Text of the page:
Livestock manure and bedding can be a valuable, reusable resource as a fertilizer or medium for making soil compost. It can be applied to gardens, crops, lawns and pastures. But because manure contains bacteria as well as nutrients, it must be managed correctly to avoid doing more harm than good. Good management means preventing runoff to soil and water from unmanaged piles of material.
In some cases, even the nutrients can be harmful. For example, runoff containing excess nitrogen can cause algal blooms on surface waters and rob the aquatic life below of valuable oxygen. But when managed properly, manure can be a nutrient-rich, beneficial soil amendment.
In 2000, an estimated 290,000 tons of horse manure and bedding material were generated in King County! Managed properly, this is nearly a third of a million tons of soil amendment than can be used as a fertilizer or compost medium.
Options for managing manure
- Use it on site (also see this manure management brochureDownload PDF 500 K.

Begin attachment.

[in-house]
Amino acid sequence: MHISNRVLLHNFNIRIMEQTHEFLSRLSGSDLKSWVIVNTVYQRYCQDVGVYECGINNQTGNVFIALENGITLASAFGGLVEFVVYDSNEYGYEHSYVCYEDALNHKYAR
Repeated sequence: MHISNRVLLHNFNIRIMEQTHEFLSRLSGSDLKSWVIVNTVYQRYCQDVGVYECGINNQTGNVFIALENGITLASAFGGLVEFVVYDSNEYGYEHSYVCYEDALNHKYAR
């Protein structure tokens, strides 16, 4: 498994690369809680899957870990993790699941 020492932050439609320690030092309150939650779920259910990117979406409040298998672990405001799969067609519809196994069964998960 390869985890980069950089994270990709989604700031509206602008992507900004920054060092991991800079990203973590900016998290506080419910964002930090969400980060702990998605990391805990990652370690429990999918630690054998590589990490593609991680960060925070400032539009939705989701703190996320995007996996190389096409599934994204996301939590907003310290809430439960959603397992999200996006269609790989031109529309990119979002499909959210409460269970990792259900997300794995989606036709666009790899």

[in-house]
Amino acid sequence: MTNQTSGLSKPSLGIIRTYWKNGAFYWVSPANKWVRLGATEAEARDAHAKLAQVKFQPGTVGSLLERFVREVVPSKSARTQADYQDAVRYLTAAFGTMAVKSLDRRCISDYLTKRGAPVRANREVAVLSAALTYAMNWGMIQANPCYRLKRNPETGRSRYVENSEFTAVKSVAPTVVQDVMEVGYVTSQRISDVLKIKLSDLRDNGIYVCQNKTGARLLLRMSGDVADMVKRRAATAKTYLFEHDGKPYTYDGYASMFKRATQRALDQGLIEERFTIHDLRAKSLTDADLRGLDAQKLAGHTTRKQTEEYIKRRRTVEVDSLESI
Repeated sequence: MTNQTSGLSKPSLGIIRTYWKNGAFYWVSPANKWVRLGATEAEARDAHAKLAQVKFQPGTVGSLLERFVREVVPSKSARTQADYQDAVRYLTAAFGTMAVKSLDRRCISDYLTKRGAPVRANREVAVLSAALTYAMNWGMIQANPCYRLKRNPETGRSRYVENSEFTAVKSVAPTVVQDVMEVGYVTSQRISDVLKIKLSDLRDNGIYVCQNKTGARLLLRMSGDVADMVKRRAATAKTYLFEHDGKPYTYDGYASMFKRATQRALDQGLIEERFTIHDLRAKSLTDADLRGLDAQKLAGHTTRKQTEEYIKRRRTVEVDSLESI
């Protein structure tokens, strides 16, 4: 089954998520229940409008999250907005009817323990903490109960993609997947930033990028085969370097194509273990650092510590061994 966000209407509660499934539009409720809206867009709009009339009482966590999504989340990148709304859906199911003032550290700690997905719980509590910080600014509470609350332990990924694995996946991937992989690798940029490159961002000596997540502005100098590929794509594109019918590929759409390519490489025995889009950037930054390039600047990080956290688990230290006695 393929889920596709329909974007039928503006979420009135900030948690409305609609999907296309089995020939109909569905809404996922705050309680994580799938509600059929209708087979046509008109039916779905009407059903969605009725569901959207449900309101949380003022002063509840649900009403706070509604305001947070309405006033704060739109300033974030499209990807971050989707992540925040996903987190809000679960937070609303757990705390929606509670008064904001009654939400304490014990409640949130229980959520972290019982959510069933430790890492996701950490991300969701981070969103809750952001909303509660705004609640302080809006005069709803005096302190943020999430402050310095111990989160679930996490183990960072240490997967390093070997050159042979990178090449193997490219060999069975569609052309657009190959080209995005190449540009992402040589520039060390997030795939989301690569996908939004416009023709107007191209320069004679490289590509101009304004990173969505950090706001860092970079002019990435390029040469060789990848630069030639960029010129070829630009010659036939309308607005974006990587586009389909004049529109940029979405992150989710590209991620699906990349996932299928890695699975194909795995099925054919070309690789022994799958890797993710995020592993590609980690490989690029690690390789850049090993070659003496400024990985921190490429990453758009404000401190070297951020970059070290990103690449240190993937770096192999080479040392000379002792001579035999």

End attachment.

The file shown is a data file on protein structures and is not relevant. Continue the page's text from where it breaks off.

- Give it away. The King Conservation District maintains a manure share list to link people that have manure with those who want it.
- Haul it off site for composting.
- Haul it off site for disposal.
The first three options are the most environmentally friendly because they turn a potentially disposable product into a reusable resource. If at all possible, disposal should be a last choice.
Horses for Clean Water
Features classes on environmentally sound horse-keeping practices.
King County's Livestock Management Ordinance calls for farms with livestock to either complete a farm plan or implement best management practices (BMPs) that protect the environment from the impacts of livestock. For technical assistance related to farm plans or best management practices please visit the King Conservation District website.